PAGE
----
Deutsche Bank is paying yet another money laundering fine. What makes this one significant is not the size of the fine, $8 million, nor the extent of the wrongdoing, but the venue, Dubai, a place not known for vigorous investigations of banks. The fine covers not just the money-laundering activities themselves but also a multi-year cover-up by the bank, which initially ignored inquiries, then made false statements and provided fabricated reports to mislead regulators. Analysts note that bank executives failed to get involved, leaving the overseas branch to handle the problem itself even after it was clear that something criminal had gone on there. It is hardly an isolated case and seems to show that the international banks of the world have become too large to manage effectively.
Wednesday, April 15, 2015
CNNMoney reacts to news that for one month, for the first time ever, U.S. consumers spent more in restaurants than at supermarkets. Their reaction is puzzling:
It's noteworthy that consumers are willing to indulge a little bit by going out to eat ... but it also suggests that the cold weather is being used too often as an excuse for weak overall spending. Wouldn't people be more likely to stay home if the frigid temperatures were really that bad?
Of course, obviously, people forced to stay home because of weather are not buying food anywhere, but are eating whatever they have at home. And if the weather improves and they can just barely get out? Then there are, on average, about ten restaurants closer than the nearest grocery. If snow and ice make the roads too dangerous for driving, would you rather walk four blocks to the nearest restaurant or thirty blocks to the nearest supermarket?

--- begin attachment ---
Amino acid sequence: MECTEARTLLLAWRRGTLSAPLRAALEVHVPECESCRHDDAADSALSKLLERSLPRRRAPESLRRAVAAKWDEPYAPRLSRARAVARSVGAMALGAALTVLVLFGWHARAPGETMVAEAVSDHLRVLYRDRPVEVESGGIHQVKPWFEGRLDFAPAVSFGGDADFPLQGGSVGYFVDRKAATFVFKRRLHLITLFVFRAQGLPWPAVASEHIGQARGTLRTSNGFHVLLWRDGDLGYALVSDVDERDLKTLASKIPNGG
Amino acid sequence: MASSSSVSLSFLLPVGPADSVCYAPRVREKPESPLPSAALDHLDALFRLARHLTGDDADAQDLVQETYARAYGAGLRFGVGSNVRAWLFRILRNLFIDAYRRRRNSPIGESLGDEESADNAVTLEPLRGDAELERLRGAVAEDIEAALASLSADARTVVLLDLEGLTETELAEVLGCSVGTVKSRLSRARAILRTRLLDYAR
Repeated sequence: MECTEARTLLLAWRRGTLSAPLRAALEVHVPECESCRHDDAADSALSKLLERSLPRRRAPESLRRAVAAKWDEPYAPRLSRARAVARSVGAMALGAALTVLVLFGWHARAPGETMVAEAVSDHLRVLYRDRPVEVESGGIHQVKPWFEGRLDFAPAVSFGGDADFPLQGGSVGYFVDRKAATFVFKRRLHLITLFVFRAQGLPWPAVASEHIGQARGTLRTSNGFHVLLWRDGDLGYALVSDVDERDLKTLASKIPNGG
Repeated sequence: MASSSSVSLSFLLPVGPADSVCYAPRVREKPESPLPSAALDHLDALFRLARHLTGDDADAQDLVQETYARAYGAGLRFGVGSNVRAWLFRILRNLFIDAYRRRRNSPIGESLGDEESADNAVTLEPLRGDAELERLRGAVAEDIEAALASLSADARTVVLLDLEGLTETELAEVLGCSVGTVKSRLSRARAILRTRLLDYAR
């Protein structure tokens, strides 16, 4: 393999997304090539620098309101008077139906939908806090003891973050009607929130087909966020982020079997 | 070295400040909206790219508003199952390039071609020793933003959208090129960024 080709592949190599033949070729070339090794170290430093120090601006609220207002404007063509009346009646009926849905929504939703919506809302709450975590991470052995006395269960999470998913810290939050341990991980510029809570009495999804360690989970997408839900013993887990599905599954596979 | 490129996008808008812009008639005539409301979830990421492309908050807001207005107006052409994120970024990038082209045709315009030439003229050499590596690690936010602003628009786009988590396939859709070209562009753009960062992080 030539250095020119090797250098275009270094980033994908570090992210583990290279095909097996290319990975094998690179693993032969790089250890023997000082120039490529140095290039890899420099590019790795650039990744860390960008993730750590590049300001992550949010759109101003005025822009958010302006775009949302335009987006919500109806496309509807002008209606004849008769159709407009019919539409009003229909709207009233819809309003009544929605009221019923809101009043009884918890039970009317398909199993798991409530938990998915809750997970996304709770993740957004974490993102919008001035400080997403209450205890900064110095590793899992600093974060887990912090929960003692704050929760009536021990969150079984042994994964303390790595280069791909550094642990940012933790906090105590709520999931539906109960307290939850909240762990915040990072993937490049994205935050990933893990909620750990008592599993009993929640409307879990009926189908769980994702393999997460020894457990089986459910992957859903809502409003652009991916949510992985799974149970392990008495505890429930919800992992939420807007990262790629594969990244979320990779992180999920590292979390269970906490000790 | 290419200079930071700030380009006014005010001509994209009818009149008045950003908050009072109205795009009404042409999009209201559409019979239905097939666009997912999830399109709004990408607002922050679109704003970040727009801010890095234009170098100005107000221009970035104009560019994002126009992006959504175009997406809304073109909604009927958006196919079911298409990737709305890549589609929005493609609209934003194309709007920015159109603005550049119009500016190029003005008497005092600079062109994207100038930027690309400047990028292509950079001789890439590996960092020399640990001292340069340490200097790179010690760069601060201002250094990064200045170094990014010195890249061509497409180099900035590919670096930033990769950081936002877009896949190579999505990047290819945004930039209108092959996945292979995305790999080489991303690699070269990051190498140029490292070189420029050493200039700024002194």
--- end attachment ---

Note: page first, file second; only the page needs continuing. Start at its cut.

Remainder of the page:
Another point to consider when looking at this comparison is the price disparity between groceries and restaurant entrees. If people are spending nearly equal amounts at restaurants and groceries, that still means they are getting four times as much food at groceries than at restaurants.
In the energy sector, Bloomberg notes, “Fossil Fuels Just Lost the Race Against Renewables.” The subtitle, “This is the beginning of the end,” might be a bit of an exaggeration, but the essential point is sound: fossil fuels are now legacy technology in the energy business.
The shift occurred in 2013, when the world added 143 gigawatts of renewable electricity capacity, compared with 141 gigawatts in new plants that burn fossil fuels, according to an analysis presented Tuesday at the Bloomberg New Energy Finance annual summit in New York. The shift will continue to accelerate, and by 2030 more than four times as much renewable capacity will be added.
The Bloomberg analysis exaggerates the potential for nuclear power, an industry already facing the limits of available uranium. Still, solar alone could eclipse fossil fuels in incremental generating capacity around five years from now.
The shift in energy generation has more to do with the declining cost of newer technologies than with the various problems of fossil fuels:
The price of wind and solar power continues to plummet, and is now on par or cheaper than grid electricity in many areas of the world.
It is easy to look at the installation numbers and think that this transition is well on its way. In fact, new energy installations each year are small compared to already installed capacity, so the transition is not so sudden as you might imagine. It could take a century or two if you extrapolate current trends. The rate of the last five years is not nearly fast enough to ultimately meet the 2-degrees-Celsius guidelines for avoiding the most expensive consequences of carbon-based global warming. Still, it is fast enough to conclude that in a commercial sense, fossil fuels are losing the race and will only decline in importance from here.